Shaw’s An Unsocial Socialist is a mixed bag of a book to say the least. It begins in an upper class boarding school for girls where we are introduced to the students. However the focus quickly shifts to a labourer Jeff Smilash who is in fact Sidney Trefusis a wealthy gentleman who has disguised himself in order to pursue his socialist ideals.
The book is an extremely contradictory one and befittingly this is either to it’s credit or deficit depending on which way you look at it.
Trefusis’ contradictions are the most obvious.. He has disguised himself as a labourer in order to better relate to the working class and further the cause of socialism. However while in disguise he spends most of his time either with the upper class people who are associated with the college or locked in his cabin writing pamphlets, neither of which requires this disguise.
Even when he does try to interact with the working class he seems to still do so as an upper class gentleman, trying to cajole them into his ideology without seeming to believe they could really understand ideas behind it.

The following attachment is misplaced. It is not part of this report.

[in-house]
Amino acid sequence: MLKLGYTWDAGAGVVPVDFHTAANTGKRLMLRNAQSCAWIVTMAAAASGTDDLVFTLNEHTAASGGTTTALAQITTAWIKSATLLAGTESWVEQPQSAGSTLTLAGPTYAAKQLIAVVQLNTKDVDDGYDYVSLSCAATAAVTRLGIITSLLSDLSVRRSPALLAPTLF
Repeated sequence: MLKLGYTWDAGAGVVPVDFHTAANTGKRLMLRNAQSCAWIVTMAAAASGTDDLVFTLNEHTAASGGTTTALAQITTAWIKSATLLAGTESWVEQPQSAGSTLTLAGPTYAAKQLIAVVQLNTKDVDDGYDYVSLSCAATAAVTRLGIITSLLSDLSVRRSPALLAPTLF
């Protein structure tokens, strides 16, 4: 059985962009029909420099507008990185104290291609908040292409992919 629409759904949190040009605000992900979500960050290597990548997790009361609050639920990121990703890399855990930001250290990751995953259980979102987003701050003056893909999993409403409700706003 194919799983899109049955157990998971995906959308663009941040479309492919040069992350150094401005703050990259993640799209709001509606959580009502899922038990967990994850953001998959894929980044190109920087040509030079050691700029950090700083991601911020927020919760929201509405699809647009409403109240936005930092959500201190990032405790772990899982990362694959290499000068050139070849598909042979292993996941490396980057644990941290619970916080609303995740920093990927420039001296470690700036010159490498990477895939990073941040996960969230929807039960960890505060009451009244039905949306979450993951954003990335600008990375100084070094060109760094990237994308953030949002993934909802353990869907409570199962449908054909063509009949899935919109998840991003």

Trefusis’ psychology is also contradictory. He jumps between claims that he has no true feelings and what seem like sincere and passionate moments of emotion. Indeed in the beginning he leaves his wife both because he cannot love her and because he loves her too much. He seems to hold these ideas simultaneously.
The plot in general is also a contradictory one. In the beginning it seems very much like a typical Victorian novel set in a boarding school and following the lives of a number of witty upper class girls. However with the shift to Trefusis’ as the main character the book becomes an argument for socialism made through Trefusis’ mouth with the original Victorian novel themes receding into the background.. But nothing comes of Trefusis’ speeches and he is slowly reabsorbed into the traditional Victorian novel with its dramas of marriage and property. As result neither strand of the novel reaches a satisfactory conclusion.
Whether or not these contradictions and how they play out are a weakness or strength of the book comes down to whether Shaw was aware of them and I believe he was. Even the title of the book sets us up for unresolvable internal contradiction. The book is also so starkly dichotomised the whole way through, with the main character having a personality for each side, that it was almost certainly intentional.
So what is Shaw trying to do here? We must remember that Shaw’s position in life was much the same as Trefusis, a wealthy gentleman who is an ardent socialist but has not abandoned the class from which he originated. Thus the character of Trefusis is used to show us the contradictions and problems within class treachery of a certain sort and can almost be seen as Shaw’s critique of himself. All in all while not Shaw’s best work An Unsocial Socialist is funny and raises some interesting questions .